CARTWRIGHT, William 1607-1686. Actor and bookseller. Cartwright is a significant figure in the history of the English theatre in that he acted on the Jacobean stage from the 1620s until the closure of the theatres by the Puritans in 1642, and he returned to a theatrical career when the theatres were re-opened at the Restoration in 1660. During the latter period he acted in supporting rather than leading roles, while maintaining his second career as a bookseller, by which he had supported himself during the Civil War and the Commonwealth. Acting was in his blood, as his father, also William, had been a colleague and friend of Edward Alleyn, and dined with him at Dulwich in the early 1620s. The younger Cartwright was an avid picture collector, possessing 239 paintings at the time of his death. It was his father’s friendship with Alleyn which no doubt led the son, in the absence of heirs, to bequeath his pictures and the bulk of his estate to Alleyn’s College of God’s Gift at Dulwich, where Alleyn’s picture collection was already housed. Only 77 paintings currently in the ownership of Dulwich Picture Gallery can now be confidently ascribed to Cartwright’s bequest.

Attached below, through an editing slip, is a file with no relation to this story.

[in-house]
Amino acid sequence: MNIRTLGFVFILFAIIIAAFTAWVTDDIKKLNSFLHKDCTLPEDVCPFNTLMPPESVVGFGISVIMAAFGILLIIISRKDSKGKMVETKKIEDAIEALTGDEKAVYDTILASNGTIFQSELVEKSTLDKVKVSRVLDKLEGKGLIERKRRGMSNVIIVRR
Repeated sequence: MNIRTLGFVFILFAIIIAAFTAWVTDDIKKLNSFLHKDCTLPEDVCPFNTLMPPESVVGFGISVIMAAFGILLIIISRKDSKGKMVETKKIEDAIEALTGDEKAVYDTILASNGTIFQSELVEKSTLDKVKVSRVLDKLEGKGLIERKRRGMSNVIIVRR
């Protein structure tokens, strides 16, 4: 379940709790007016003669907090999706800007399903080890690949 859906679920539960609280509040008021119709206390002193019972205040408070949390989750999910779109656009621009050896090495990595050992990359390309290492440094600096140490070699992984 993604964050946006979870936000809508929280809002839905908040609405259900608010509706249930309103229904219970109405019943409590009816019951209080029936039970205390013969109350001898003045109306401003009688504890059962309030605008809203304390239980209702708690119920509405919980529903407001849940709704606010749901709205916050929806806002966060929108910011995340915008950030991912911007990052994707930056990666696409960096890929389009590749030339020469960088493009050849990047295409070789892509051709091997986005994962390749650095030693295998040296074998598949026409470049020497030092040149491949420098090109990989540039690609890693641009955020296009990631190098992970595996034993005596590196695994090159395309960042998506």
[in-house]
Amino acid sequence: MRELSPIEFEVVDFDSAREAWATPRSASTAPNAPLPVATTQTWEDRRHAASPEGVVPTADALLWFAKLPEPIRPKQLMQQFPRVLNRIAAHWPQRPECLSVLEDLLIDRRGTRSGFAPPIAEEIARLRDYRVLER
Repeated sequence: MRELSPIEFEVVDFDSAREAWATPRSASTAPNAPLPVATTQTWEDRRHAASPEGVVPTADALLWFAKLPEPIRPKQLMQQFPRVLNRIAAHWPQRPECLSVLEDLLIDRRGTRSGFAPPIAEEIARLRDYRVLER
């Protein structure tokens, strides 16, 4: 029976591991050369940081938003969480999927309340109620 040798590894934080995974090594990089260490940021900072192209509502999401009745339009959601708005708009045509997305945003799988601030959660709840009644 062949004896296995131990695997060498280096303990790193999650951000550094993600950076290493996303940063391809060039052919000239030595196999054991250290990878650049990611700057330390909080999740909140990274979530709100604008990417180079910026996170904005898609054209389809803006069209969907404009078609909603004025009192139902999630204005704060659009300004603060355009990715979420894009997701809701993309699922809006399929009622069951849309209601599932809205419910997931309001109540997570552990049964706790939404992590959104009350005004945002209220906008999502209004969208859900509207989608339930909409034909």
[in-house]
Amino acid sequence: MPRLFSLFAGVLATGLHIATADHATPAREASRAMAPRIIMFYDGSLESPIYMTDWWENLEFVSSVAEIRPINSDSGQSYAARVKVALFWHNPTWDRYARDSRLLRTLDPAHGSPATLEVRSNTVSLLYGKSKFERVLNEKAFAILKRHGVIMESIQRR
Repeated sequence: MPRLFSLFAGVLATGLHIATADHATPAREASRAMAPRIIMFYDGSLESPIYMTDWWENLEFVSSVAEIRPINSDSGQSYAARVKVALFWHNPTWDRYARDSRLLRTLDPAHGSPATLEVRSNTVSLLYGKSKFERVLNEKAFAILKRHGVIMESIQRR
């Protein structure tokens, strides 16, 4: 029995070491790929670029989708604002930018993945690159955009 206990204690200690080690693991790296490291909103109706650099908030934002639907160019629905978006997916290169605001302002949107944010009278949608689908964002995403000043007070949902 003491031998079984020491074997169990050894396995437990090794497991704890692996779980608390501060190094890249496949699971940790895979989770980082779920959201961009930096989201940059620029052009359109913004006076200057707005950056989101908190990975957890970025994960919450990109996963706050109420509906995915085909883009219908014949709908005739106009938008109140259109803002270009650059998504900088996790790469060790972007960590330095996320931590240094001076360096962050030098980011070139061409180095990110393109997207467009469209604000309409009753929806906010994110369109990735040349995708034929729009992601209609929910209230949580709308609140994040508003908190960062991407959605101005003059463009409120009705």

Hilary Rosser